Abstract: The antineoplastic agent ellipticine was investigated for its ability to induce the biotransformation enzyme NAD(P) H:quinone oxidoreductase (DT-diaphorase, EC 1.6.99.2) in male Wistar rats. Using the real-time polymerase chain reaction, the levels of NAD(P) H:quinone oxidoreductase mRNA were determined in livers, kidneys and lungs of rats treated intraperitoneally with ellipticine (40 mg/kg body weight) and of control (untreated) rats. Cytosolic fractions were isolated from the same tissues of control and ellipticine-treated rats and tested for NAD(P) H:quinone oxidoreductase protein expression and its enzymatic activity. The results demonstrate that ellipticine is a potent inducer of NAD(P) H:quinone oxidoreductase in rat livers and kidneys, while no induction of this enzyme was detectable in rat lungs. The increase in levels of NAD(P) H:quinone oxidoreductase mRNA correlates with the increase in expression of its protein and enzymatic activity, measured with menadione and 3-nitrobenzanthrone as substrates. The results, the identification of the potential of ellipticine to induce NAD(P) H: quinone oxidoreductase, suggest that this drug is capable of modulating biological efficiencies of the toxicants and/or drugs that are reductively metabolized by this enzyme
    Type of Publication: Journal article published
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  • 5
    Keywords: human ; 3-aminobenzanthrone ; 3-nitrobenzanthrone ; RAT ; POLLUTANT 3-NITROBENZANTHRONE ; HUMAN METABOLITE
    Type of Publication: Journal article published
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  • 6
    Keywords: IN-VITRO ; human ; IN-VIVO ; LUNG ; MODEL ; VITRO ; DNA adducts ; liver ; ENZYMES ; METABOLISM ; MICE ; ACTIVATION ; DNA ; kidney ; DNA ADDUCT FORMATION ; LIVER-MICROSOMES ; RAT ; P-32-postlabelling ; BINDING ; MOUSE ; PATTERNS ; DNA-BINDING ; METABOLIC-ACTIVATION ; OXIDATION ; cytochrome P450 ; AGENT ; BODIES ; PATTERN ; WEIGHT ; LEVEL ; pharmacology ; USA ; LOSSES ; PROSTAGLANDIN-H SYNTHASE ; anticancer drug ; ellipticine ; ENVIRONMENTAL-POLLUTANT 3-NITROBENZANTHRONE ; peroxidase ; DETERMINES SUSCEPTIBILITY ; XENOBIOTIC-METABOLISM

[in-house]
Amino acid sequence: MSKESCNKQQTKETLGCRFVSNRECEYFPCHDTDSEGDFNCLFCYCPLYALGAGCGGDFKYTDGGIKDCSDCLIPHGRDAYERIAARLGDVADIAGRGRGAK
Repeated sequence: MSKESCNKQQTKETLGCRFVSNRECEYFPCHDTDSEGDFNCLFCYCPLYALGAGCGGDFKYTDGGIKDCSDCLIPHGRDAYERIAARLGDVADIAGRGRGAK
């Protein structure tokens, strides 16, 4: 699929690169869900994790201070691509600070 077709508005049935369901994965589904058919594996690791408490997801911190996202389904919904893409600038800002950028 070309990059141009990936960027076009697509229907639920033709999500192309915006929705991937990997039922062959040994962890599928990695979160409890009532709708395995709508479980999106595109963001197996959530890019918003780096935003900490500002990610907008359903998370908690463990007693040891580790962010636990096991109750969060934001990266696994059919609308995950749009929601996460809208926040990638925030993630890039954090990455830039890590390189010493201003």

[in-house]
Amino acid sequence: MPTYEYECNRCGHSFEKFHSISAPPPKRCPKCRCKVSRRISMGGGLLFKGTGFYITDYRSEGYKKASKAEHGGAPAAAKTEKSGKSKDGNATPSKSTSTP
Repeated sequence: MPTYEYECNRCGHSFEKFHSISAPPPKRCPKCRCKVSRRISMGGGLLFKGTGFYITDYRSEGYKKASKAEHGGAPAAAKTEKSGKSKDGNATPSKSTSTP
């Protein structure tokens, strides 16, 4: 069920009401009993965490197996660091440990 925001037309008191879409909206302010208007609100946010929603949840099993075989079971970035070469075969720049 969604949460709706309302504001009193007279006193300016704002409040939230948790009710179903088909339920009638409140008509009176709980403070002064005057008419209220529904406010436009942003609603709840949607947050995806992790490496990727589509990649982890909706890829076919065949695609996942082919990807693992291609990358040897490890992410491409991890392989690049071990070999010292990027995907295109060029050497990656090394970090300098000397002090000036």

Abstract: Ellipticine is an antineoplastic agent, which forms covalent DNA adducts mediated by cytochromes P450 (CYP) and peroxidases. We evaluated the role of hepatic versus extra-hepatic metabolism of ellipticine, using the HRN (Hepatic Cytochrome P450 Reductase Null) mouse model, in which cytochrome P450 oxidoreductase (POR) is deleted in hepatocytes, resulting in the loss of essentially all hepatic CYP function. HRN and wild-type (WT) mice were treated i.p. with 1 and 10 mg/kg body weight of ellipticine. Multiple ellipticine-DNA adducts detected by P-32-postlabelling were observed in organs from both mouse strains. Highest total DNA binding levels were found in liver, followed by lung, kidney, urinary bladder, colon and spleen. Ellipticine-DNA adduct levels in the liver of HRN mice were up to 65% lower relative to WT mice, confirming the importance of CYP enzymes for the activation of ellipticine in livers, recently shown in vitro with human and rat hepatic microsomes. When hepatic microsomes of both mouse strains were incubated with ellipticine, ellipticine-DNA adduct levels with WT microsomes were up to 2.9-fold higher than with those from HRN mice. The ratios of ellipticine-DNA adducts in extra-hepatic organs between HRN and WT mice of up to 4.7 suggest that these organs can activate ellipticine and that more ellipticine is available in the circulation. These results and the DNA adduct patterns found in vitro and in vivo demonstrate that both CYP1A or 3A and peroxidases participate in activation of ellipticine to reactive species forming DNA adducts in the mouse model used in this study. (c) 2007 Elsevier Inc. All rights reserved